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NEW IDEAS FOR SAFETY AND MONIT0~2ING 75 What about the use of computerized patient records to register blood information? Let us assume that the purpose is to reduce the incidence of blood-borne disease by identifying and excluding bad blood using a computerized database. A second purpose could be to trace back to the source of the contaminated blood. Let us assume that you already have a computerized system in place. Then you identify the hurdles and how to overcome them. We can assume that blood donors and recipients voluntarily report necessary personal information. What happens if they don't? Do you deny a transfusion to a patient who refuses to provide you with information? We can assume the patient consents to blood donation, collection of personal characteristics, linkage with other information, and disclosure, but to get that informed consent you may have to define exactly what disclosures you plan. The use of the database has to be governed. Who does it? Government? The private sector? At a national level? At a local level? Again, you have to identify the hurdles and who is responsible for addressing them. You have to have a disclosure policy. There is no federal privacy law that generally governs health data, except those related to AIDS and some other communicable diseases. By and large there is no federal law that protects the privacy of your own health data. You have to rely on your state and your health care provider. Who determines the user authorization and that an inquiry is really from that authorized user? You need a system of inquiry, and you have to decide how you are going to respond to the inquiries: by computer, by telephone, in writing, or in person? We have covered the database structure before when we talked about computer-based patient records, but do you have a database in each blood bank? Do you have a database nationally? You have to decide that. You need standards for this database, and you need to define the database content. What are you going to use to identify the person: Social Security number? Suppose the patient refuses? You say, "Well, then I will get the name, date of birth, sex, and mother's maiden name. That will give me 95 to 98 percent accuracy." But is that good enough? You have to have some individual or some institution monitoring the data quality: confidentiality and privacy, what laws apply, who bears the legal responsibility for this, how secure the storage system is, and what protections is built into your system? Then we get into system liability. Who is responsible? The caregiver is responsible for his or her own decisions, but when decisions are shared among several providers in separate states, how is responsibility determined? Who is responsible for the system liability? If you have information in the decision support system about contraindications, who is responsible for the integrity and accuracy of that information?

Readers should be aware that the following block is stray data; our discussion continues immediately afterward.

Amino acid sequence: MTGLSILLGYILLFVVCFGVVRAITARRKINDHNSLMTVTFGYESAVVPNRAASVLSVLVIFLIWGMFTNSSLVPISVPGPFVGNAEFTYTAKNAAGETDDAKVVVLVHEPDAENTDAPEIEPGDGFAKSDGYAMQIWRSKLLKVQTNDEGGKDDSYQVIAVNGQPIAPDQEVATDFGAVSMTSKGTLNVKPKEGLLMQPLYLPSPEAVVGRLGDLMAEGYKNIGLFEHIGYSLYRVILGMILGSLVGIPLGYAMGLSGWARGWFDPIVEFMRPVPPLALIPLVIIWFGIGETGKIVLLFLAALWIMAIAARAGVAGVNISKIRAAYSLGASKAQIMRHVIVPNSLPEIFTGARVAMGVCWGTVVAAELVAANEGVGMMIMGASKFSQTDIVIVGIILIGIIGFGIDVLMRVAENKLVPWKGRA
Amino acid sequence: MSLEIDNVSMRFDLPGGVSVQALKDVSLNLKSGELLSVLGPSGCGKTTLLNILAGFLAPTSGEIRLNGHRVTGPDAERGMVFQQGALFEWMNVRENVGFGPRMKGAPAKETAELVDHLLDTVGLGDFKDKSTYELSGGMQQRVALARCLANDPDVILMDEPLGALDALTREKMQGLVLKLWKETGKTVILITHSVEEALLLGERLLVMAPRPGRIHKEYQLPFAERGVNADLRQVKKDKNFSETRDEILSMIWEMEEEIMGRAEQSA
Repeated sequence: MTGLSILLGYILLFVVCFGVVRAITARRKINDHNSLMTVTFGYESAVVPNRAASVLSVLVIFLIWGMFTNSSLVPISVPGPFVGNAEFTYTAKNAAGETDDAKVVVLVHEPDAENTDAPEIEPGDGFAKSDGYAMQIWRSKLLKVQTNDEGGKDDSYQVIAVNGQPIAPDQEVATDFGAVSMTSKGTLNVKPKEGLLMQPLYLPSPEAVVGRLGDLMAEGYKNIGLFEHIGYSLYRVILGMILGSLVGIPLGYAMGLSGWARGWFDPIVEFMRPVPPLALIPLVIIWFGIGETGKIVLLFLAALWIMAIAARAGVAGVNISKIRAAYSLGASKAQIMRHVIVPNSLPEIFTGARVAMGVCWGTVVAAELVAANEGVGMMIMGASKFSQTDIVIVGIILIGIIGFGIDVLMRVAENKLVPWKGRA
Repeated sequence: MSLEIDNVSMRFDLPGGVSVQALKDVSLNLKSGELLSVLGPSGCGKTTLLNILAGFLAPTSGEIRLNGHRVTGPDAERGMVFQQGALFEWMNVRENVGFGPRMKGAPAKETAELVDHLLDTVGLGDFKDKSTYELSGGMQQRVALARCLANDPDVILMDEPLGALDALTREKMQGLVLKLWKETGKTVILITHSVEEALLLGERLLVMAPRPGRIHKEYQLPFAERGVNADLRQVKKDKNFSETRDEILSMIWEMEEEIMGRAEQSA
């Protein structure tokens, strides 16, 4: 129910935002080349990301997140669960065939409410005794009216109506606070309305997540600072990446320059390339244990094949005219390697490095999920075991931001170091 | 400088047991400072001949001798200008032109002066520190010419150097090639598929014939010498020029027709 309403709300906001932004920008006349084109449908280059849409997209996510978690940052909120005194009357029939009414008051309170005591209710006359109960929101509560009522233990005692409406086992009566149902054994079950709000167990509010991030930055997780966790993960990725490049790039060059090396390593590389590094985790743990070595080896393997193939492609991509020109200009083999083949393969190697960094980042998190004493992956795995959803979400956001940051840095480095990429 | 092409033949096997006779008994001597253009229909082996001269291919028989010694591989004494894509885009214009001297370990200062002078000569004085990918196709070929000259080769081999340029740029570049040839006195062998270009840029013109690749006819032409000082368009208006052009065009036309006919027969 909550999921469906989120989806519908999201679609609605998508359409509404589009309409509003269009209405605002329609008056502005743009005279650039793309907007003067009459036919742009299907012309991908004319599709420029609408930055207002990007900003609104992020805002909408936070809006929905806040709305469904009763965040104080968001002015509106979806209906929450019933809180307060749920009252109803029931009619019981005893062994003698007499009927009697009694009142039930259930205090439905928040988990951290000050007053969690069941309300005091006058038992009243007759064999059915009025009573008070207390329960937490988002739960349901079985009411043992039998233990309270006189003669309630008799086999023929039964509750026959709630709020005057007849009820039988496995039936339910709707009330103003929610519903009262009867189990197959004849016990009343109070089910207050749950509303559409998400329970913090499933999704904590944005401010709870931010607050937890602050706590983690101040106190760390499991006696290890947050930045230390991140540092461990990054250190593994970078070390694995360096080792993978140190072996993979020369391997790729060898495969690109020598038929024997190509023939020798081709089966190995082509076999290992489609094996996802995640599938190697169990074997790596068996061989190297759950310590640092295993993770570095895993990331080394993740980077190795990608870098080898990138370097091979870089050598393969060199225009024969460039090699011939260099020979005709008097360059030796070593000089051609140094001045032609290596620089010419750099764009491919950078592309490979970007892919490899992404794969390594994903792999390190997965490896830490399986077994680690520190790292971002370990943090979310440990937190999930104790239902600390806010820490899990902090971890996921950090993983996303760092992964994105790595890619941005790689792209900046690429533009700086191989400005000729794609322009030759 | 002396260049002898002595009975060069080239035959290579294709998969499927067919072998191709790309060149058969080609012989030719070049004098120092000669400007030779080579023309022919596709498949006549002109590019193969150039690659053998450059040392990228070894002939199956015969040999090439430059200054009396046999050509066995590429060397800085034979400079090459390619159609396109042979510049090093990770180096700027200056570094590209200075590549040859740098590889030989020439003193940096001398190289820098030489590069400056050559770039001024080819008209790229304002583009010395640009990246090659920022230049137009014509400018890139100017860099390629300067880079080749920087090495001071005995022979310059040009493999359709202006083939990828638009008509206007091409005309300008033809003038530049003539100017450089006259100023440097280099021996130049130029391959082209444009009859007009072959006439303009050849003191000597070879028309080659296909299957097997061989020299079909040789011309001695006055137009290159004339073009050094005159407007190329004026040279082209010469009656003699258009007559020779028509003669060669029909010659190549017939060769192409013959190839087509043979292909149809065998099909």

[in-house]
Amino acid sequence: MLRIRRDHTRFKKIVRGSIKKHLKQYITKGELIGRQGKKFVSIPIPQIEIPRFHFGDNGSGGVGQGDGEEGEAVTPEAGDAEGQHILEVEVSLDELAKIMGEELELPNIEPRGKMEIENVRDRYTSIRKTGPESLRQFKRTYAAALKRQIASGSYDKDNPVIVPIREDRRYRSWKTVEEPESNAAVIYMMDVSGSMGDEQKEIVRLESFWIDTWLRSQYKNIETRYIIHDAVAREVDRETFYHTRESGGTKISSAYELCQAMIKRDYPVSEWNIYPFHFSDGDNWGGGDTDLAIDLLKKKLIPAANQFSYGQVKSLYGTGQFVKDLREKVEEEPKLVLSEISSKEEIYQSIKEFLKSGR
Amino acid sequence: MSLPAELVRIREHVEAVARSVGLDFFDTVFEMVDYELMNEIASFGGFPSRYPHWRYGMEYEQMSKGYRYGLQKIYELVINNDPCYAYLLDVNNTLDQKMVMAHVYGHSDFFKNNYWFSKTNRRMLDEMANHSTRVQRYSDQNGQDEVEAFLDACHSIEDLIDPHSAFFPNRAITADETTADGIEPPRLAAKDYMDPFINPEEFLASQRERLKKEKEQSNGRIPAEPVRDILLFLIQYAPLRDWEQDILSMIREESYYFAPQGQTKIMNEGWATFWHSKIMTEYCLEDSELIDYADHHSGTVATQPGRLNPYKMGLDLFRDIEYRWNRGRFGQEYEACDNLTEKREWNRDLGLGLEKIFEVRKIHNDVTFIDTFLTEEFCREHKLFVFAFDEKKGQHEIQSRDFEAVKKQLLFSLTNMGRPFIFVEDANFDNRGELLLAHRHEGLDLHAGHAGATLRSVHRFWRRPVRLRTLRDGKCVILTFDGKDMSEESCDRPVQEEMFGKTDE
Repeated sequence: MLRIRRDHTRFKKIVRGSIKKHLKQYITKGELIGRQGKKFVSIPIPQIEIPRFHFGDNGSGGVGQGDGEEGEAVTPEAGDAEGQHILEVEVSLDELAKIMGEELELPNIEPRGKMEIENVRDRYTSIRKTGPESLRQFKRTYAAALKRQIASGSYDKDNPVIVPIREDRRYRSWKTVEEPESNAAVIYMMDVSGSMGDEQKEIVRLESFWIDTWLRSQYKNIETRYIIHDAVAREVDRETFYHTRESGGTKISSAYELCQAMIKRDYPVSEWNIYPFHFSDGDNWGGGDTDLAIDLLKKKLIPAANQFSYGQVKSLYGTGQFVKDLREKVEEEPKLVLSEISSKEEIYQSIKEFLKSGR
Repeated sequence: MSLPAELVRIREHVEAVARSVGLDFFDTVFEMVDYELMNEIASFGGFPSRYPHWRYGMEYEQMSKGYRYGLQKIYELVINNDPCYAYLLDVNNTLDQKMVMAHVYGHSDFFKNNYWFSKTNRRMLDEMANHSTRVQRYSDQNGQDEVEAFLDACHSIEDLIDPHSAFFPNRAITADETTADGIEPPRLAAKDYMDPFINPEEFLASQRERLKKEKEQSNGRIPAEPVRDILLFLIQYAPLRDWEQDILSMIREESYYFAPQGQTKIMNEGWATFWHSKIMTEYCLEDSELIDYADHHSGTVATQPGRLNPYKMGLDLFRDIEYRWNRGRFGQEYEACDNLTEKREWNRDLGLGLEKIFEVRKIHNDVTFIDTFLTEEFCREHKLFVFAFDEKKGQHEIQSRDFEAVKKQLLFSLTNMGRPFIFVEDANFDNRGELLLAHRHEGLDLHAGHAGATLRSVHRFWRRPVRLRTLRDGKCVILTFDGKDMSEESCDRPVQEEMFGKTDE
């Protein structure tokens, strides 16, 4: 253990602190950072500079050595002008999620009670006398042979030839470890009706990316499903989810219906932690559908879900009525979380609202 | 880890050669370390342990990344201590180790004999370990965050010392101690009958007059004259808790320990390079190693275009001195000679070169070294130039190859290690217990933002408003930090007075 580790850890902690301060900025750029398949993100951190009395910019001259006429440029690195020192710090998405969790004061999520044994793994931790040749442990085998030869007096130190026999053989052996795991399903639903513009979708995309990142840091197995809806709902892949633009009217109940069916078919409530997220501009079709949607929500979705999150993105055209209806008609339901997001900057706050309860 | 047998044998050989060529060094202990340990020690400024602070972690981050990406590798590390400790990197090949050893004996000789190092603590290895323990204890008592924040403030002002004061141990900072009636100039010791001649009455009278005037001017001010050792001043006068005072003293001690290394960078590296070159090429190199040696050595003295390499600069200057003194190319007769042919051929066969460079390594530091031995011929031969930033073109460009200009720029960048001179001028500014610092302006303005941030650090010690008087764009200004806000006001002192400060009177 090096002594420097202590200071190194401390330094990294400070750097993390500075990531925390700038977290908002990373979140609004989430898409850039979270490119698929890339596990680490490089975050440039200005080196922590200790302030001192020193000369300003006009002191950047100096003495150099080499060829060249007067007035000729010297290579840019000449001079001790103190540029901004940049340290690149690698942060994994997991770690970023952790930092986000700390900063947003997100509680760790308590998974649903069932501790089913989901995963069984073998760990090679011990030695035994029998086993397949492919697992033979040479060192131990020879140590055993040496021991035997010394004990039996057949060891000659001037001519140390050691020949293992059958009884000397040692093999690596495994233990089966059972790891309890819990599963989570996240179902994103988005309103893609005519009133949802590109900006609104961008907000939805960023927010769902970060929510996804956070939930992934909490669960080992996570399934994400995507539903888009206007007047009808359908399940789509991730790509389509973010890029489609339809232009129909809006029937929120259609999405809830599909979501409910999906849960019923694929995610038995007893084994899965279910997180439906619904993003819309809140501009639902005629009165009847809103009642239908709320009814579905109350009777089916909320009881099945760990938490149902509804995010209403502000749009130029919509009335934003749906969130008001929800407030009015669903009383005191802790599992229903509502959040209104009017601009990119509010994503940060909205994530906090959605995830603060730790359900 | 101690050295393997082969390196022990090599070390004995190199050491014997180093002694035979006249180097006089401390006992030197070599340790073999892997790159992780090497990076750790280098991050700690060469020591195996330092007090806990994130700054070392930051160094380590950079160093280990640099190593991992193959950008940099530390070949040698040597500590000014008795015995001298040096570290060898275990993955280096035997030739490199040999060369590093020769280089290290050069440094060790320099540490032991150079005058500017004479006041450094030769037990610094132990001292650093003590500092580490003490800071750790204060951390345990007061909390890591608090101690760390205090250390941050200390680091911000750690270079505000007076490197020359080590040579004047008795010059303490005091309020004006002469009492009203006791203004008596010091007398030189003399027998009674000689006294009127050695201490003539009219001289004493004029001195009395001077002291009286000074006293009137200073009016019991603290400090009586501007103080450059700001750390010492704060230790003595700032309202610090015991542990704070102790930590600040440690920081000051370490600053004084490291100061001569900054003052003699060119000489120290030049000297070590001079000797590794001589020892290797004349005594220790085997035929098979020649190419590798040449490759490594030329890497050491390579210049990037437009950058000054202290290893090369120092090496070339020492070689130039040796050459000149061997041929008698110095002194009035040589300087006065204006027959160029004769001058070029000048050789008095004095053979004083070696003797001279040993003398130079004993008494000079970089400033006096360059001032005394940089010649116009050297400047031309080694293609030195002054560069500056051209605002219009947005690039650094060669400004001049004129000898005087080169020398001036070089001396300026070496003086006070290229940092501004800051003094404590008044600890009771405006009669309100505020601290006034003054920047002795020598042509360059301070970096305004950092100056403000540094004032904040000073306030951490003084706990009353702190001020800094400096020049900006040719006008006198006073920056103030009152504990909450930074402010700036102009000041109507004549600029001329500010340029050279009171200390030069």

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76 BLOOD AND BLOOD PRODUCTS: SAFETY AND RISK Finally? how do we overcome these barriers? Many people believe there should be a national privacy law that would set out appropriate uses of personally identifiable health data and specify the conditions under which they can be used. What are the penalties if somebody misuses these data? How much do they have to pay? How long do they have to spend in jail? Should there be federal relief from liability due to system failure? Somebody ought to be liable for it. You might say, "Well, we can take care of that with federal no-fault compensation." Yes, but it comes out of the pockets of the taxpayers and creates undesirable incentives. Some things that could be useful to get a system off the ground may not be wise in the long term. There should be informed consent forms for both the donor and the patient. There should be a review of existing secured systems to know what kind of model to adopt for a secure blood bank registry system. And there should be a development of Finding sources. Who benefits from this? If the public benefits, should there be a public payment for this? If it is solely a private benefit, then do you add the cost to the charge per unit of blood? Do major health insurers like the Health Care Financing Administration agree that a computerized system of blood records is needed, and will these insurers pay the additional charge? All of this should be pilot and market tested. You cannot just rush into it. You need to pilot test it in a couple of places, work out the kinks, look at the benefits, look at the costs, and then move ahead. What is at stake is the potential to increase the value and security of our national blood and blood product system by using applications of health information technology. A greater knowledge of the barriers and hurdles will lead to better public and private solutions.